The “kanban” concept of flow reflects on this a lot with regard to teams. It tries to limit “work-in-progress” (WIP) to those items that a team has capacity to handle, and it suggests isolating a team from other sources of new work which might distract from pushing the WIP items to completion.

It rightly recognizes that in many workplaces, a team is desperately trying to work through its committed FIFO items, but being told to pay attention to a parallel LIFO workstream. And that this tends to lead to missed deadlines, death marches, as well as work dissatisfaction.

Effective executives have learned to ask systematically and without coyness: “What do I do that wastes your time without contributing to your effectiveness?” To ask this question, and to ask it without being afraid of the truth, is a mark of the effective executive.
-Peter Drucker

I’ve personally found myself in a situation where I have to apply this thinking even to the work of a single person: myself. This only happened to me in the last few years, where several new “item stacks” began to appear before me.

Yes, I have the common technology executive problem of a busy e-mail inbox and Slack @-mention list. Those are universal as a company’s size scales and as an executive has to apply the “Andy Grove algorithm” for keeping the wheels of the organization turning.

Andy Grove talks a lot about the process of management in his famous book, “High-Output Management”. Here, he uses the simple analogy of “how to prepare breakfast” to talk about the idea of identifying “limiting steps” in any parallel process, e.g. in this case, boiling eggs.

But, there’s more than just the overflowing inbox in email and the never-ending stream of Slack.

My calendar is also a stack: it’s block-scheduled with 1:1 meetings with staff, work anniversaries, performance reviews, prospective sales conversations, partner checkpoints, hiring calls, board meetings, investor update calls, and so on. Lots of push() and peek(), with a rate of pop() necessarily limited by the passage of time.

Especially in dealings with external parties, the effect of “calendar stack intake flow” is pernicious: it’s very hard to tell an important customer or partner, “Yes, I’d love to meet with you — but you’ll need to wait until my queues clear out in the next 2-3 months.” It’s even harder to tell this to an employee who has a sensitive work-related issue that can’t be handled elsewhere in the organization.

To tackle these problems, I’ve applied my hacker brain, perhaps unsurprisingly. (“When all you have is a hammer.”) I started with email, and asked myself, “How can I automate email and turn it into a proper FIFO work queue?” I did this with a couple of tricks.

I wrote a JavaScript “Google Apps Script” program that has a JSON configuration file that aggressively filters my inbox, using one of three label types: @@now, @later, and @never. This script uses the GMail API and runs against my inbox every 15 minutes and automatically cleans the whole thing, using a number of advanced GMail search queries and a nice system of nested labels. I borrowed the “now” vs “later” terminology from David Allen’s “GTD” framework. The @@now label is an indication that this is an email worth responding to immediately. I have very specific filters (rules) that identify these emails: for example, emails addressed from my co-founder or executive team, and addressed to me, alone. Or, an email from one of our critical alerting systems. I have 50+ such rules, and I change them over time. Here is a view of just ~15 lines of this 800-line script:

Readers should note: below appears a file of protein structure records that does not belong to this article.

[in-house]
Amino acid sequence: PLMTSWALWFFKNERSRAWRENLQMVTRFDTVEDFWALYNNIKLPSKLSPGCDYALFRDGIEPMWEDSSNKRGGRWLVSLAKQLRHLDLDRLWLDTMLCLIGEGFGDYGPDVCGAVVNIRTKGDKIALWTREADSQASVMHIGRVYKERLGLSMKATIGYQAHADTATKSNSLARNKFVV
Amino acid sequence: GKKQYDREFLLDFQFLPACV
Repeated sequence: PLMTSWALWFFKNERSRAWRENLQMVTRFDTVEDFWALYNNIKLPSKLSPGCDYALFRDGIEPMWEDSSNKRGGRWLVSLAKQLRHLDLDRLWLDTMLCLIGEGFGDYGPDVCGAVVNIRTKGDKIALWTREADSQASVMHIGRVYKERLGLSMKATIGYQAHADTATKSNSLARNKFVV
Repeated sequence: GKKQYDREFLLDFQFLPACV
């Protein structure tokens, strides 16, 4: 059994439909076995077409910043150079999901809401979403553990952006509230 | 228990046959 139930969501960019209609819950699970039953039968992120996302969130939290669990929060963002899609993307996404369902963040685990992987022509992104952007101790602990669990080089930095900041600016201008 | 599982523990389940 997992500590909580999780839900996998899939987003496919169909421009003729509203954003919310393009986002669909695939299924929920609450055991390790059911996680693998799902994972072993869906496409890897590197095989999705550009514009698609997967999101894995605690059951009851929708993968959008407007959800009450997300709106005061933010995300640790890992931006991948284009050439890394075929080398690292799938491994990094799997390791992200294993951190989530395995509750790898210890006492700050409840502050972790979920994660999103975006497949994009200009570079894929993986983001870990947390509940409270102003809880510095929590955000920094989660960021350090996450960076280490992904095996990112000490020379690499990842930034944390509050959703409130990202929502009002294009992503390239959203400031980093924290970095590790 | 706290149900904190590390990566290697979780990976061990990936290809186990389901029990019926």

An example of a @later message would be a message addressed to a team’s email group, a product release email, a usage/cost report, or an email newsletter subscription. As for @never, that’s mostly spam, but might also include record-keeping emails like invoices and bills.

I gave the @@now label the “double-at-sign (@@)” prefix on purpose: it’s the only label with such a prefix in GMail. As a result, the hotkey x l @ @ for me serves as a shorthand to label a given email message as “now”. (Also: the @@ prefix makes sure it always appears at the top of my label list, making it easy to use conveniently in mobile contexts.) As a result, once my email inbox is cleaned out, I can scan it looking for items I didn’t identify as “now”, but which could benefit from a response soon. I then hit x l @ @ and hit ENTER to label that message as @@now. You can see a little glimpse into my @@now messages in GMail below, which includes a mixture of automatically-marked messages to process today, as well as manually triaged ones:

I use the @@now label search to look at my items. I also prefer to look at the items in chronological order (remember: I want a FIFO queue), starting from the bottom, rather than the GMail default of reverse chronological (the default of a LIFO stack).

Implementing this system had a profound effect on my relationship with email. Prior, email was something that gave me a lot of daily anxiety. I received hundreds of messages per day, and on some very bad days, it might even have been thousands. (Yes, alert fatigue is very real.) But, now my actual inbox usually gets a few hundred @later items, and only a handful of @now items, as well as a handful more of items that I need to manually filter/triage.

Once I had properly converted my email inbox from a stack to a queue, and quantified its effect in terms of tens of saved hours per month, I started to look for this pattern everywhere.

In Slack, I found a simple solution, in a somewhat underutilized feature that Slack has called “Starred Items”. (Note from the future, in 2022: Slack renamed this feature “Saved Items” at some point in the last couple years. So replace every occurrence of “Starred” with “Saved” in your mind for the below few paragraphs. The feature works exactly the same, it’s just a UX change of icons — the “star” becomes a “bookmark” — and terms — “starred” becomes “saved”.) You see, you can mark every message in Slack with a “Star”. Doing so has only one effect: it shows up in your own “Starred Items” list, which is revealed via a star icon in the top-right of the app. Here is how one of my starred items looks in the Slack app:

The reason this is nice is that the items are shown in the starred items list in reverse chronological message order. (It’d be great if you could reverse this order, but, alas.) What this lets me do, though, is to “sample the stream” (or, tame that fixed-length stack I mentioned earlier). As I come across items, especially from my @-mentions and DMs, I can star them. And now they are all in one place, I can scan the starred item list to take action on each of them. Typically, I’ll convert the Slack message either into an email action, or a task in one of my other “queues of record”, like Todoist.